SCO, an embattled player in the Linux market, reported today that it is experiencing a distributed denial-of-service attack related to the MyDoom worm that first hit the wild on Monday. The Lindon, Utah-based company is offering the reward for information leading to the arrest and conviction of the virus author or authors.
''During the past 10 months, SCO has been the target of several DDOS attacks,'' reports Darl McBride, president and CEO of The SCO Group, Inc., in a written statement. ''This one is different and much more troubling, since it harms not just our company, but also damages the systems and productivity of a large number of other companies and organizations around the world.
''The perpetrator of this virus is attacking SCO, but hurting many others at the same time,'' he adds. ''We do not know the origins or reasons for this attack, although we have our suspicions. This is criminal activity and it must be stopped.''
SCO, which has been embroiled in legal wranglings over Linux and open source issues, also reports that it is working with the U.S. Secret Service and the FBI to figure out the identity of the virus writer.
MyDoom, by many accounts, has become the fastest spreading virus ever, even surpassing Sobig-F, which tore up the Internet late last summer. Mi2g, a security analysis company based in London, reports that the worm, in just 48 hours, has caused $3 billion in damages worldwide, and has spread to more than 170 countries.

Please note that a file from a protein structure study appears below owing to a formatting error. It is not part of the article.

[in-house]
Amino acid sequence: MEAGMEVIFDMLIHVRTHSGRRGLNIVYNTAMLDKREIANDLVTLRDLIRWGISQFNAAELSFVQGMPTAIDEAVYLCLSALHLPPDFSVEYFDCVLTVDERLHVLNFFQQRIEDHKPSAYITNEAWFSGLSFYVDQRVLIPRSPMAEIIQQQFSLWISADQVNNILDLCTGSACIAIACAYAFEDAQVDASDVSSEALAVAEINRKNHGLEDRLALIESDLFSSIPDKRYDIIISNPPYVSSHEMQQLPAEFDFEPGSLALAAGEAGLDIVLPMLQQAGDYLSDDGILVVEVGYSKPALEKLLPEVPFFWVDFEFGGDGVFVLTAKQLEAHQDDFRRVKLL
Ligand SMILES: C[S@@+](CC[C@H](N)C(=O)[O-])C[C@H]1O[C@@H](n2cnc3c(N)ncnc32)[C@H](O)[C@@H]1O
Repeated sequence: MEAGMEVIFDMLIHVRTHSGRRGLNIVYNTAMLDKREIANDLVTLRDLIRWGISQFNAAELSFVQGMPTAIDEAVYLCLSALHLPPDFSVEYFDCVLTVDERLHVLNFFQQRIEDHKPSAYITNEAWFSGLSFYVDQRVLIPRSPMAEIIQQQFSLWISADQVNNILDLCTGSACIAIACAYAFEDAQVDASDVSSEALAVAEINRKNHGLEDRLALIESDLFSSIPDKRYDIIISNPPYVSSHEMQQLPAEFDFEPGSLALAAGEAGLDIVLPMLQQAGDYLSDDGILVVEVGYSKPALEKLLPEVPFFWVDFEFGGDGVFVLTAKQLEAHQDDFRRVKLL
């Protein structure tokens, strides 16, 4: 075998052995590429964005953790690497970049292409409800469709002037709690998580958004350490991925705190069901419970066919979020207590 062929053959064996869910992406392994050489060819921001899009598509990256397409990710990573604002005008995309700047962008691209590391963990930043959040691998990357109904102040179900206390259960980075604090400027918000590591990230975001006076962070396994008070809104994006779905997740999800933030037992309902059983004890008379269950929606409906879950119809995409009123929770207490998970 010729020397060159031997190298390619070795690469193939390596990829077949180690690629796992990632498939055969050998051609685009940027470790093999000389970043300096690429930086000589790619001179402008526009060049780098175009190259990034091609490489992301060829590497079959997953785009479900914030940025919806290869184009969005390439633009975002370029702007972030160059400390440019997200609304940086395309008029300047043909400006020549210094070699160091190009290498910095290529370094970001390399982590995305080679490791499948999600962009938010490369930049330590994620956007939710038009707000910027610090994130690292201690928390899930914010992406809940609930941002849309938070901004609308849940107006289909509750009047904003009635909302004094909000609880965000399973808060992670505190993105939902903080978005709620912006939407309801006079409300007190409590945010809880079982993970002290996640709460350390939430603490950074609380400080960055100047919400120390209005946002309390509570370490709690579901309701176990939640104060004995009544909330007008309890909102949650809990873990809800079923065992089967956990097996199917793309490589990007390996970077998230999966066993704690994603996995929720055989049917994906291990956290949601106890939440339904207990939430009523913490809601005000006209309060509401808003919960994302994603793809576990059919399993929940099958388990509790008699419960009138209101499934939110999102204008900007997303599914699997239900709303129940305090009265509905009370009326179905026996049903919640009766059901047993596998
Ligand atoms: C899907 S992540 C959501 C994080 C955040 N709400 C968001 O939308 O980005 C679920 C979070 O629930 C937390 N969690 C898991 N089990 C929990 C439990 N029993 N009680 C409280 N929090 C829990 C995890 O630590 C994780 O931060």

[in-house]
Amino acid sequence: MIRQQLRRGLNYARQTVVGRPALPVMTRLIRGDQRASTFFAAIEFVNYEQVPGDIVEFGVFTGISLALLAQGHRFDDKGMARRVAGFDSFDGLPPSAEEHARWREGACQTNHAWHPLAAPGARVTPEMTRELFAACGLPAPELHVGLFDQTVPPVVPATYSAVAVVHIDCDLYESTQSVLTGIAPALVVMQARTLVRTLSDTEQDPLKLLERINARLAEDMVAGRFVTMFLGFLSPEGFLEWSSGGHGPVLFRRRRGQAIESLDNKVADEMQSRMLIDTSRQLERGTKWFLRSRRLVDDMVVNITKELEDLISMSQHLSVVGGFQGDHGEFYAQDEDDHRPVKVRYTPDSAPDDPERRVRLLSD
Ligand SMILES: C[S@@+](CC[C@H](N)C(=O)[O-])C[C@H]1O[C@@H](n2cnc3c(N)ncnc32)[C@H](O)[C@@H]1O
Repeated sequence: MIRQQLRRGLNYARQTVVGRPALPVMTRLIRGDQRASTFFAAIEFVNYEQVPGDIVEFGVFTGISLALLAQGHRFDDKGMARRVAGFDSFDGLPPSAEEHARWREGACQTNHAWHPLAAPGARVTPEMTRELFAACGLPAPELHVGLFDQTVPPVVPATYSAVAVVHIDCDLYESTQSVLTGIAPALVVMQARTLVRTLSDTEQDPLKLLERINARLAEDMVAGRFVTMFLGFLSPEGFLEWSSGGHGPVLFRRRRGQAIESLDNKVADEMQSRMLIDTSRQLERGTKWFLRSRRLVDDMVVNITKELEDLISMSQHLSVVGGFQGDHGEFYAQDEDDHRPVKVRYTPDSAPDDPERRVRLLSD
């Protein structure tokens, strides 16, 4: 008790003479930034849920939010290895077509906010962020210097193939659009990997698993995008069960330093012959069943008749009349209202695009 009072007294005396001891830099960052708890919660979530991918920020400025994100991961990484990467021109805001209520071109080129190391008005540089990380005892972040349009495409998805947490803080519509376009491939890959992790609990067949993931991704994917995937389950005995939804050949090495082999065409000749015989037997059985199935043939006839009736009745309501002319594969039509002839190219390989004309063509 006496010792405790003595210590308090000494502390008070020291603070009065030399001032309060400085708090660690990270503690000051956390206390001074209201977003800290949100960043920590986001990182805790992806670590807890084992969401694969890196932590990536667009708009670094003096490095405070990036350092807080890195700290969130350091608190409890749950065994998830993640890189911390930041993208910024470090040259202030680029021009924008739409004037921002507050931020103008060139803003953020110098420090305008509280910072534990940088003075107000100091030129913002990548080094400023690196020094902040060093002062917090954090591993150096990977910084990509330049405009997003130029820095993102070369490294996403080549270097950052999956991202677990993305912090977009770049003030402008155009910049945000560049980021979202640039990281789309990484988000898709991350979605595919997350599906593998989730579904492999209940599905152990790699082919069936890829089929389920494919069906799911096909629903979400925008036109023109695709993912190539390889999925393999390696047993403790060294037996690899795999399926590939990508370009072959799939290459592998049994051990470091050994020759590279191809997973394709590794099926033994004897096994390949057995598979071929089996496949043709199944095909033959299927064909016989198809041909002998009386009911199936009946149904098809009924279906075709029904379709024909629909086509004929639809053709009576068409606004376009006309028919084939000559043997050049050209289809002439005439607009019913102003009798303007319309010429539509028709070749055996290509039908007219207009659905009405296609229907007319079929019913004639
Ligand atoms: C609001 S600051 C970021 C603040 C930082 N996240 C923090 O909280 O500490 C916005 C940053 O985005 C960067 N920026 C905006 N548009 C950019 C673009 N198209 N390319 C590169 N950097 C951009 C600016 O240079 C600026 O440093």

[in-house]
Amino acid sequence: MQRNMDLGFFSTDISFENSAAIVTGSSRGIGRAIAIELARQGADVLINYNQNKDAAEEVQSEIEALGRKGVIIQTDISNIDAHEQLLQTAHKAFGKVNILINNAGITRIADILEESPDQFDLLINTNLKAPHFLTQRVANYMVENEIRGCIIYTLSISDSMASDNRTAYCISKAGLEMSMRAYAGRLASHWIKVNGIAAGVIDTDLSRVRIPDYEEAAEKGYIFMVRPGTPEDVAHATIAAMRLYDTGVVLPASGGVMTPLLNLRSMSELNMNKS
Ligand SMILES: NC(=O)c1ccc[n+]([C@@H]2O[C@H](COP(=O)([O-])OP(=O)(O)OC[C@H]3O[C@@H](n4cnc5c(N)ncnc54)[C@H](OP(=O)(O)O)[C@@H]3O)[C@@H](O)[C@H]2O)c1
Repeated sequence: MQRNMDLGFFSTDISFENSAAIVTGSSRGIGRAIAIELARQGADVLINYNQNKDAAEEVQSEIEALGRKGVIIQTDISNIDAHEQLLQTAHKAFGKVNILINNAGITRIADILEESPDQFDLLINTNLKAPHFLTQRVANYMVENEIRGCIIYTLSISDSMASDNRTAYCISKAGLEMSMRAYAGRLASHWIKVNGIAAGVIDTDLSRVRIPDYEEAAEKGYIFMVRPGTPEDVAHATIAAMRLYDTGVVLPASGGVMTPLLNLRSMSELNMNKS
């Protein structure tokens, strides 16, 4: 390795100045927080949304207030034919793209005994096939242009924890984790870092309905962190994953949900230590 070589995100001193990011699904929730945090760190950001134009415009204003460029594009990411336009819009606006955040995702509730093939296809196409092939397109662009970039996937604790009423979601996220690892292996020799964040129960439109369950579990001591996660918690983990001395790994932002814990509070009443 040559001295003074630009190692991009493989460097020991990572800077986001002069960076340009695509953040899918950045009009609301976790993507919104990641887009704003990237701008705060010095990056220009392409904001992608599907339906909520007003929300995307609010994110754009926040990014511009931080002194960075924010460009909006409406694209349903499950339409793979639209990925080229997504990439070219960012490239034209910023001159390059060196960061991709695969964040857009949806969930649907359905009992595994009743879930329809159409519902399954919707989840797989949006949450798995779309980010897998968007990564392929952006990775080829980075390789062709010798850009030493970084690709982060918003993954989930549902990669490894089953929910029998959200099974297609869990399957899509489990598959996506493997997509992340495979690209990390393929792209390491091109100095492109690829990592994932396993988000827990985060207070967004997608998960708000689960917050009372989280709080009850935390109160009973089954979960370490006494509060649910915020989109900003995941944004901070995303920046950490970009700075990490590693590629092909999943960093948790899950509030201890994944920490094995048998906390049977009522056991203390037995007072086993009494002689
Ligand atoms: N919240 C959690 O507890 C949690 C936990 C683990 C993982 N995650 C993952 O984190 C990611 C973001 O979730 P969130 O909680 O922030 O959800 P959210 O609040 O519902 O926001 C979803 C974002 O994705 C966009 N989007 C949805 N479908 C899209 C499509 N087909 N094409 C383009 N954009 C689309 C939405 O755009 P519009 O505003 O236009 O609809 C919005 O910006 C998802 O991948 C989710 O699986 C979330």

The mass-mailing worm, also known by some security companies as Novarg, hit the wild on Monday and has been racing around the globe infecting computers with backdoor trojans and proxies. And Steve Sundermeier, vice president of products and services at Central Command Inc., an anti-virus company based in Medina, Ohio., says at its peak yesterday MyDoom accounted for one in every six emails. Wednesday morning it was down to one in every eight emails.
At its peak, Sobig-F accounted for one in eight emails.
Sundermeier also notes that they're estimating that the worm has successfully compromised 450,000 to 500,000 computers around the world. All of those machines now could be used to point a DOS attack against SCO.
''MyDoom looks like it has peaked but we're still getting pounded with intercepts,'' says Sundermeier. ''It's still spreading like wildfire. It's going to be damaging to SCO potentially, but it also has the ability to drop the proxy server to set up each infected machine for future trouble and spam.''
SCO could not be reached for comment by deadline.
The Central Command Web site has posted a description for the first MyDoom variant -- MyDoom-B. It notes that as of yet there is no sign of it in the wild.
MyDoom spreads via email and by copying itself to any available shared directories used by Kazaa. It harvests addresses from infected machines, and generally uses the words 'test', 'hi' and 'hello' in the subject line.
Analysts say MyDoom is spreading so quickly because it is successfully fooling users into opening firs the email and then the attachment. The email often disguises itself as an email that the user sent that has bounced back. The user, wanting to know why the email failed, opens it up and then sees a text file icon, instead of the icon for an executable.
MyDoom also sets up a backdoor trojan in infected computers, allowing the virus writer or anyone else capable of sending commands to an infected machine to upload code or send spam.
The worm has a kill date of Feb. 12. That is leading some analysts to suspect that variants are being prepared to follow on the heels of the first one.